People overestimate what they can do in a year. And underestimate what they can do in ten years.
I must be getting older and wiser, but I do find that my need to rush at things, blast through them, get them done… is mellowing.
Don’t get me wrong, I’m still impatient, I still get frustrated at every little delay to my schedule. The café that takes an AGE to make my coffee, the people on the escalator who won’t get out of the WAY, the current legal transaction in my life moving at a GLACIAL pace and so on.
But I have raised my head up above the parapet recently and started to take a different look at the lie of the land. The long-term view.
Things that feel impossible in one big go: you know, big goals, magnificent aims – things like paying off the mortgage; writing a trilogy; sitting a degree.
I’ve begun to realise that it’s much better to think of them in chunks, steps. Break it down, baby, break it down.
For the mortgage – over pay just a little one month at a time. For the trilogy – draw up the plot, write the first chapter, then the second. For that degree – study one module at a time, and study it well.
A journey of a thousand miles starts with a single step and all that. Begin… and then continue.
When the unexpected happens, keep your focus
Obviously unexpected and terribly sad things can happen, but let’s assume you have the luxury of living in good health to the age of 80. So don’t look back and wring your hands about how much time has passed and how much you wish you’d done, and if only blah blah blah… look ahead at how much time is left and how to make it as interesting and fruitful as possible. Line up your most important goals. Focus on just two or three at most. Really focus on what you want to do.
What helped me take a longer-term view? Well, believe me, I have worried A LOT that I’ve not had a book out since 2013 (check?). My angst was all around – no one will remember my last books, it will be like starting afresh. All my readers will have gone. They’re probably all reading someone else by now. Boo hoo! And woe is me!
And I was walking down Byres Road, in Glasgow, and I happened to glance over at where a café I loved used to be. (Heart Buchanan, if you remember it!) And I thought: I still miss that café, even though it closed down years ago. And it was a little lightbulb moment, because my next thought was – well what about all those people who spent time reading my 18 books and getting in touch with me and asking for the next one? You know, some of those thousands of readers, at least, would probably be pretty pleased to hear a new book is coming. And that cheered me up. And spurred me on. And, my dear friends, the new book is nearly there. And another idea is also forming. And before I know it, I’ll be right back in the swing.
If you’ve got some really difficult and seemingly impossible task ahead of you. I’d urge you to just start. Whatever it is, just take the very first step. And then take another little step. And if possible, get someone you really care about or respect to help you. Or at least encourage you from the sidelines. They have to do this gently. Very gently. No sergeant majors, no timetable, no Key Performance Indicators, no criticism if you fall behind. Just gentle, loving encouragement . We all need so much more of that. Be kind to everyone who is trying to do a difficult thing. (Amazon one-star reviewers please take note.)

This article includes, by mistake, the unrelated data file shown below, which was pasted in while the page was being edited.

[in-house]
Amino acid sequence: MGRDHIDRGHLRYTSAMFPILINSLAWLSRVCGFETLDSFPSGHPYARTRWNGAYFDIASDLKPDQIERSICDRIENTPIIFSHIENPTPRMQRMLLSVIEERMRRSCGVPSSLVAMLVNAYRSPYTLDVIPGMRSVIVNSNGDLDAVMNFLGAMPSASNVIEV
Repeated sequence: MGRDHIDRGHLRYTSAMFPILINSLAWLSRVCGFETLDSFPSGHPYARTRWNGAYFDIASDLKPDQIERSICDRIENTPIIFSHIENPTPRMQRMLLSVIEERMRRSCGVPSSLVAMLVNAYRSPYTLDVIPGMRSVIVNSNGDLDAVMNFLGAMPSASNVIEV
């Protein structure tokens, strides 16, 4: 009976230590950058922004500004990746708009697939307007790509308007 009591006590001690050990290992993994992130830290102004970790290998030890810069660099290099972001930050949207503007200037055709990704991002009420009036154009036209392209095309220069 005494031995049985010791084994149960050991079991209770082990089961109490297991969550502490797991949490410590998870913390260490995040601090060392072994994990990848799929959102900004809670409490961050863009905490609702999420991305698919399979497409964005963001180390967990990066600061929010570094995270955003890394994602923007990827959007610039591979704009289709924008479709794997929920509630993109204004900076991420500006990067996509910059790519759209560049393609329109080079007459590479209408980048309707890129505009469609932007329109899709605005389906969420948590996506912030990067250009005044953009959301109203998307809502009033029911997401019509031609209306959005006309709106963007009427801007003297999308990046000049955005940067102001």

There’s lovely advice that if you want to take up jogging in the mornings, start on day one by getting up and moving your trainers to the front door. That’s it. Job done. Goal achieved. Next morning, get up and put your running clothes and trainers on. Again, that’s it. Achieved. Next morning, clad in running clothes and trainers, step out of the front door, breathe and come back in again. The morning after that, run just a few gentle steps. And pat yourself on the back. Build very, very slowly from there.
It’s a lovely approach. Encourage yourself in your efforts, whatever they are, with tiny, teeny baby steps. (In fact think how much we encourage a baby who is learning to walk. We are delighted over every tiny totter, whenever the baby falls, we rush to them up again, encourage them to give it another go. It takes as long as it takes, we don’t set a timetable.)
The long-term view
Don’t set yourself up for a fail. Take little teeny steps towards your big goals. Encourage yourself always.
Imagine if you were planning an amazing garden. Yeah, you could work pretty hard in year one and not see much progress at all. Years two and three might be quite similar. You’d have done all that digging, weeding, added all the dung. But your soil still has to grow healthy. Your plants are still small, your plans are still vague; the tiny trees are still new and tender. And then prized specimens will die off. It won’t go to plan. The rain won’t come, and then too much rain will come.
But by the time ten years of gardening effort have passed, you’ll have learned so much and you will be walking around your own personal paradise.
Whatever it is you want to do, give yourself a proper amount of time. Don’t rush it. Build it good, slow and solid. How far can you get, not in one year, but in ten?
Ten years from now… what do you want to have done/ achieved/ built/ created?
Ten years from now – how are going to have surprised yourself amazingly?